- Among Scott's favourite films are Lawrence of Arabia, Citizen
Kane and The Seven Samurai.
- Russell Crowe nicknamed Scott "The Admiral of the Fleet"
during production of Gladiator. He still sometimes refers to the
director as "The Admiral".
- In contrast, he was nicknamed "Guvnor" in the famous
t-shirt fight of the Blade Runner production. Several crew members
started to wear protest t-shirts with slogans such as "Yes
Guvnor, my ass" and "Will Rogers never met Ridley Scott"
(in reference to Will Rogers' most famous quotation "I never
met a man I didn't like"). This was mainly in response to
the way that Scott directed his first American crew, which was
considered too harsh by their standards.
- Is often very receptive of ideas from the cast during the shooting
of movies. Examples of this including Susan Sarandon's suggestions
of Louise packing shoes in plastic bags in one scene, also where
her character exchanges jewelry for a hat, etc. in Thelma &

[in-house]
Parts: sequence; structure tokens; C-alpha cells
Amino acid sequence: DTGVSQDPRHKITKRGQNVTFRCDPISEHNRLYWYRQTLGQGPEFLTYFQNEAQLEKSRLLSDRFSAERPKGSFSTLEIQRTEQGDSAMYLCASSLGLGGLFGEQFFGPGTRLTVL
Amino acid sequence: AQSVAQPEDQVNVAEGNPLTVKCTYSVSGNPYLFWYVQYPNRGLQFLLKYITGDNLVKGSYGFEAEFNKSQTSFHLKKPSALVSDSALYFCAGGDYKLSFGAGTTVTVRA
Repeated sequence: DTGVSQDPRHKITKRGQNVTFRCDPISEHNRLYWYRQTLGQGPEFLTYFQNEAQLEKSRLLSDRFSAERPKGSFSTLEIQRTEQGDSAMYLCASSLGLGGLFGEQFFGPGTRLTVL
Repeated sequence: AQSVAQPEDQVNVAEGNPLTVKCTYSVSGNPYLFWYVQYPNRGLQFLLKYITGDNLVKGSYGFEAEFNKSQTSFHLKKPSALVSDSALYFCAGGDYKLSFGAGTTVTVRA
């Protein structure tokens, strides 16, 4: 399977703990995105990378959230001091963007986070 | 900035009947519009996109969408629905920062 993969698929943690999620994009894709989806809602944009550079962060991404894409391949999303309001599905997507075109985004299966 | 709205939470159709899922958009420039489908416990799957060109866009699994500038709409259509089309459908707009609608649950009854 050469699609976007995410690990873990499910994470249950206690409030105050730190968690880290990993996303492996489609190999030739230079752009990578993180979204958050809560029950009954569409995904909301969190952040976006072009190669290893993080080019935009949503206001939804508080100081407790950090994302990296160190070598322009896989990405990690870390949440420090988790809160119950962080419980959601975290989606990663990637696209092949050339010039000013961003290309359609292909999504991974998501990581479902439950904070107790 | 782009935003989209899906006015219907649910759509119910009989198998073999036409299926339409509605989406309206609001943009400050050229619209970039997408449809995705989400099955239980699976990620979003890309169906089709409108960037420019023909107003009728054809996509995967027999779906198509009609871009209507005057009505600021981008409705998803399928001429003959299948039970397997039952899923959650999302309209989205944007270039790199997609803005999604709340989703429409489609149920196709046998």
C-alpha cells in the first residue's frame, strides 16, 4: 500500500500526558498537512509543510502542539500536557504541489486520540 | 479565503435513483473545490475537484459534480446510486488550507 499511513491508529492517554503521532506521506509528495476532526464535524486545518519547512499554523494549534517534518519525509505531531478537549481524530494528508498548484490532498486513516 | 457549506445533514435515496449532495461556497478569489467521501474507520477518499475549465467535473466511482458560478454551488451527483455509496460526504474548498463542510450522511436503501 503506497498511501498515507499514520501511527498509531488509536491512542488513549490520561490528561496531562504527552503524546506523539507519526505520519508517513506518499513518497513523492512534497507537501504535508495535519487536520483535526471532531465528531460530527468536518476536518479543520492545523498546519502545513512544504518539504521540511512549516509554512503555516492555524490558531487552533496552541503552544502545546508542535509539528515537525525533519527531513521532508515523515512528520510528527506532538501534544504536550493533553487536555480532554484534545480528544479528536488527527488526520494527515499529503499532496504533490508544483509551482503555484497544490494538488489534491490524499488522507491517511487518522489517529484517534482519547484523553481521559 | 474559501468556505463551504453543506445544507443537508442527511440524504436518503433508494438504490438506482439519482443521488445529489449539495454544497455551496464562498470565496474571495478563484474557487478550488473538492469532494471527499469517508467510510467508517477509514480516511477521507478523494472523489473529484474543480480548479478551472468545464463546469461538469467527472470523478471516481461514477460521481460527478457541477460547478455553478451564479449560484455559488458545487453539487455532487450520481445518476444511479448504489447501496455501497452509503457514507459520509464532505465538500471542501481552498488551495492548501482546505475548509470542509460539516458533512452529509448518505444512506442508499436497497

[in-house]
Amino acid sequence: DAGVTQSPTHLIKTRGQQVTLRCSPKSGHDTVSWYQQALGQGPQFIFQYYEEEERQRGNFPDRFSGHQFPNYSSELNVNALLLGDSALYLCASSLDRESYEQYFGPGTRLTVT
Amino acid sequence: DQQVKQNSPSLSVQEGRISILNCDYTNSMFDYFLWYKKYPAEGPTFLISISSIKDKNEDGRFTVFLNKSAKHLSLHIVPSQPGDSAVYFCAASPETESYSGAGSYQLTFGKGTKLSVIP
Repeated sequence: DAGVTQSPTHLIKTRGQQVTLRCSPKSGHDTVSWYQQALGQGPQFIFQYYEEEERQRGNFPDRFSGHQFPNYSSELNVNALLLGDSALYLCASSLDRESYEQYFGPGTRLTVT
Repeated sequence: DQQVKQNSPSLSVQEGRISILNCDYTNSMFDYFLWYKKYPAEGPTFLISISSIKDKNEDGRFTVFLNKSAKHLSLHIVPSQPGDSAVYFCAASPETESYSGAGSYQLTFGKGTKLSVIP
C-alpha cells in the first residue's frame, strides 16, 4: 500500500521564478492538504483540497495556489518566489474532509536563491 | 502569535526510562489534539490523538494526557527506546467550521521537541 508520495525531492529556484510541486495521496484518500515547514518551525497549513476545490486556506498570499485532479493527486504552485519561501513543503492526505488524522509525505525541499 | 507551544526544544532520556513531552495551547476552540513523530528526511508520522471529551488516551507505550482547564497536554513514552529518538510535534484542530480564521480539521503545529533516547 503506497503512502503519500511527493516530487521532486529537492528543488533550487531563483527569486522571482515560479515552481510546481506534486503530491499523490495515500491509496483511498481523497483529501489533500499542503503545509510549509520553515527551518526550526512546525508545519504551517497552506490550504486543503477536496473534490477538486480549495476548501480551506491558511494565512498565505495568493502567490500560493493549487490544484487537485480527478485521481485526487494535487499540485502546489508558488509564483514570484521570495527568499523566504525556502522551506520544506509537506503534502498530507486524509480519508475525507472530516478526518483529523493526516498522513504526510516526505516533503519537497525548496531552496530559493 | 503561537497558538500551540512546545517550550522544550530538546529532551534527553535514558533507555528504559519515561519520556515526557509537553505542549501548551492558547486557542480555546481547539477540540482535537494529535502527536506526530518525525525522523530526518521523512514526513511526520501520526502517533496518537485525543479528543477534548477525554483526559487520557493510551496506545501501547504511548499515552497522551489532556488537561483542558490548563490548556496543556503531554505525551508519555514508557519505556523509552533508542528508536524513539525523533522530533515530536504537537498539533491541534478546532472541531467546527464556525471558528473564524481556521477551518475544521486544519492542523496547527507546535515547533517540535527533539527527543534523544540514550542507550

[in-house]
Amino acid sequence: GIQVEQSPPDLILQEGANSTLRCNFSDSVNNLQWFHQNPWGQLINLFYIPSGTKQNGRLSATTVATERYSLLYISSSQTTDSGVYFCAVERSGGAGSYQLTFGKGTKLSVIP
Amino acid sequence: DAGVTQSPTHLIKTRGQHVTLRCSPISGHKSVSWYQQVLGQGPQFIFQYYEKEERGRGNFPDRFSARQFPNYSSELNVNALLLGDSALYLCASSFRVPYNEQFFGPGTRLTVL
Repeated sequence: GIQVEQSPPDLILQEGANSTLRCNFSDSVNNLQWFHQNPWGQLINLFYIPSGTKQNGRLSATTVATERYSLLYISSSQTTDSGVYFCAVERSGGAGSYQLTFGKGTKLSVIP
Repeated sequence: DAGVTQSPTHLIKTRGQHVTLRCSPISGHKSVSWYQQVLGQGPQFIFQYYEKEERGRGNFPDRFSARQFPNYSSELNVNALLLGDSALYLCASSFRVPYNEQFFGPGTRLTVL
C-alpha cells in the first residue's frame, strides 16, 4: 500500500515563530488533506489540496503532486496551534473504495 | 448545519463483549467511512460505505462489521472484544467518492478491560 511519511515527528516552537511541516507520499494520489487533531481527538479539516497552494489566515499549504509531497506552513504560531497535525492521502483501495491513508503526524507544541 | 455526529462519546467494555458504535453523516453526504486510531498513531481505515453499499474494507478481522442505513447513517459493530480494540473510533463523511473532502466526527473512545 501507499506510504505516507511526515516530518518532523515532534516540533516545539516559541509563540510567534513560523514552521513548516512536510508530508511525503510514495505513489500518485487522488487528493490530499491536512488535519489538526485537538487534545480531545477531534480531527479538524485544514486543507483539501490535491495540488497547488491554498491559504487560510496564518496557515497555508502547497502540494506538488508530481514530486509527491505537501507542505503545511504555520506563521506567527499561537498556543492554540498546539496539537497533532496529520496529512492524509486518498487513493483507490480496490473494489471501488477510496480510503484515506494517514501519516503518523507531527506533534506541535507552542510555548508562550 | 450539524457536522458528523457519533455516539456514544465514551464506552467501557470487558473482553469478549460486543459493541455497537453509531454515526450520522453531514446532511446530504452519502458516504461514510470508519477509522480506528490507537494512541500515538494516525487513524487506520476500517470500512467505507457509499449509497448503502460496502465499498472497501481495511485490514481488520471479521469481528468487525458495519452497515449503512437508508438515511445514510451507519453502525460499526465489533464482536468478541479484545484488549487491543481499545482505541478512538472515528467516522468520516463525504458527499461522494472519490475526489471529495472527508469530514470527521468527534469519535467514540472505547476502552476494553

Louise, as well as Tim Robbins' collaboration with Ridley and
Susan Sarandon to rework the final scene with a more upbeat ending.
Blood Meridian (2007)
Shadow Divers (2007)
American Gangster (2007)
A Good Year (2006): finished, rumoured to be released in November
for Oscar consideration.
All the Invisible Children (a.k.a. Take 7) (2006)
Kingdom of Heaven (2005)
Matchstick Men (2003)
Black Hawk Down (2001)
G.I. Jane (1997)
White Squall (1996)
1492: Conquest of Paradise (1992)
Thelma & Louise (1991)
Black Rain (1989)
Someone to Watch Over Me (1987)
Blade Runner (1982)
The Duellists (1977)
Boy and Bicycle (1965)
In The News:
| Mon, 01 Apr 2013 17:37:14 GMT